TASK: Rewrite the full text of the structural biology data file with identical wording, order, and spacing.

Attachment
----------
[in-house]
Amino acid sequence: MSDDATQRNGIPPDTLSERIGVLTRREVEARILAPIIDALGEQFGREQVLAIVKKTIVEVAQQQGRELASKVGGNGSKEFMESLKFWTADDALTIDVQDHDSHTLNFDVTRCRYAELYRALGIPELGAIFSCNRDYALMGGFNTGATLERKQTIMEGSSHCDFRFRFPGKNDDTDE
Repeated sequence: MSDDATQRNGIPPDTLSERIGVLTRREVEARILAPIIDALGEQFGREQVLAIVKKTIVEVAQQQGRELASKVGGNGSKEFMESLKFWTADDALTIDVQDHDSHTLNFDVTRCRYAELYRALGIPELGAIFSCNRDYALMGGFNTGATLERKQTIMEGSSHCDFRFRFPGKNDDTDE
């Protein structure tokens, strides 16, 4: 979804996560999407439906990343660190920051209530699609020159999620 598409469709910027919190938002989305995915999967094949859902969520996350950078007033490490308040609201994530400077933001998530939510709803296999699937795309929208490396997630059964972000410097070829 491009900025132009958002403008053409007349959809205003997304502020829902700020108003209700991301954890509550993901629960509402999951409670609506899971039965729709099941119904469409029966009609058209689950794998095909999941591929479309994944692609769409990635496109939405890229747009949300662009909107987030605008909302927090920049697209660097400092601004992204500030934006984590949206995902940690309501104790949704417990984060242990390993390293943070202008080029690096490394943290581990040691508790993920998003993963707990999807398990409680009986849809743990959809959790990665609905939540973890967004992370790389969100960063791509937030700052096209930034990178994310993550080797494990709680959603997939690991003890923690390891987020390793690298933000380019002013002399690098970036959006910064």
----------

[in-house]
Amino acid sequence: MSDDATQRNGIPPDTLSERIGVLTRREVEARILAPIIDALGEQFGREQVLAIVKKTIVEVAQQQGRELASKVGGNGSKEFMESLKFWTADDALTIDVQDHDSHTLNFDVTRCRYAELYRALGIPELGAIFSCNRDYALMGGFNTGATLERKQTIMEGSSHCDFRFRFPGKNDDTDE
Repeated sequence: MSDDATQRNGIPPDTLSERIGVLTRREVEARILAPIIDALGEQFGREQVLAIVKKTIVEVAQQQGRELASKVGGNGSKEFMESLKFWTADDALTIDVQDHDSHTLNFDVTRCRYAELYRALGIPELGAIFSCNRDYALMGGFNTGATLERKQTIMEGSSHCDFRFRFPGKNDDTDE
């Protein structure tokens, strides 16, 4: 979804996560999407439906990343660190920051209530699609020159999620 598409469709910027919190938002989305995915999967094949859902969520996350950078007033490490308040609201994530400077933001998530939510709803296999699937795309929208490396997630059964972000410097070829 491009900025132009958002403008053409007349959809205003997304502020829902700020108003209700991301954890509550993901629960509402999951409670609506899971039965729709099941119904469409029966009609058209689950794998095909999941591929479309994944692609769409990635496109939405890229747009949300662009909107987030605008909302927090920049697209660097400092601004992204500030934006984590949206995902940690309501104790949704417990984060242990390993390293943070202008080029690096490394943290581990040691508790993920998003993963707990999807398990409680009986849809743990959809959790990665609905939540973890967004992370790389969100960063791509937030700052096209930034990178994310993550080797494990709680959603997939690991003890923690390891987020390793690298933000380019002013002399690098970036959006910064």